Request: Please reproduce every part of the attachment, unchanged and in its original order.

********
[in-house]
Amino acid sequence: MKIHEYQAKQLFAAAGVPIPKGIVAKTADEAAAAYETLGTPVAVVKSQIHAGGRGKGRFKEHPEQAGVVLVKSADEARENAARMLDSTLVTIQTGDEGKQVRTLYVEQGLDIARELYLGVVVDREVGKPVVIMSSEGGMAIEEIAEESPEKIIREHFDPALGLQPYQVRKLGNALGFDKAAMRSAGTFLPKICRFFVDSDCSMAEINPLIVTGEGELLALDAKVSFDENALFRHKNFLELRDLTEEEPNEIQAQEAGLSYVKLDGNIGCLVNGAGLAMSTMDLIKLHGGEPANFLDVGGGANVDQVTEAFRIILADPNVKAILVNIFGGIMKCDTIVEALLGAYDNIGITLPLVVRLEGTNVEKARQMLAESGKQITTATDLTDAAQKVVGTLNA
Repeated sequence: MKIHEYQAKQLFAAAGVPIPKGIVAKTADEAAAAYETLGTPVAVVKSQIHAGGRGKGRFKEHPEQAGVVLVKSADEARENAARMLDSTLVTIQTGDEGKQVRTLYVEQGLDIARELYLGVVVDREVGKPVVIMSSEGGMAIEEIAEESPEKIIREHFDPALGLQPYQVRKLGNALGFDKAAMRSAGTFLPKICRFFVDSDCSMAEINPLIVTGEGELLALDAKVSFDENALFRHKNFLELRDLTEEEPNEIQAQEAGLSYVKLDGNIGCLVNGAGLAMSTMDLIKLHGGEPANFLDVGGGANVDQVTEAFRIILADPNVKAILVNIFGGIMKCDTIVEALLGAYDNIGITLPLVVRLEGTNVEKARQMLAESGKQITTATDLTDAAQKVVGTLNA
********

[in-house]
Amino acid sequence: MKIHEYQAKQLFAAAGVPIPKGIVAKTADEAAAAYETLGTPVAVVKSQIHAGGRGKGRFKEHPEQAGVVLVKSADEARENAARMLDSTLVTIQTGDEGKQVRTLYVEQGLDIARELYLGVVVDREVGKPVVIMSSEGGMAIEEIAEESPEKIIREHFDPALGLQPYQVRKLGNALGFDKAAMRSAGTFLPKICRFFVDSDCSMAEINPLIVTGEGELLALDAKVSFDENALFRHKNFLELRDLTEEEPNEIQAQEAGLSYVKLDGNIGCLVNGAGLAMSTMDLIKLHGGEPANFLDVGGGANVDQVTEAFRIILADPNVKAILVNIFGGIMKCDTIVEALLGAYDNIGITLPLVVRLEGTNVEKARQMLAESGKQITTATDLTDAAQKVVGTLNA
Repeated sequence: MKIHEYQAKQLFAAAGVPIPKGIVAKTADEAAAAYETLGTPVAVVKSQIHAGGRGKGRFKEHPEQAGVVLVKSADEARENAARMLDSTLVTIQTGDEGKQVRTLYVEQGLDIARELYLGVVVDREVGKPVVIMSSEGGMAIEEIAEESPEKIIREHFDPALGLQPYQVRKLGNALGFDKAAMRSAGTFLPKICRFFVDSDCSMAEINPLIVTGEGELLALDAKVSFDENALFRHKNFLELRDLTEEEPNEIQAQEAGLSYVKLDGNIGCLVNGAGLAMSTMDLIKLHGGEPANFLDVGGGANVDQVTEAFRIILADPNVKAILVNIFGGIMKCDTIVEALLGAYDNIGITLPLVVRLEGTNVEKARQMLAESGKQITTATDLTDAAQKVVGTLNA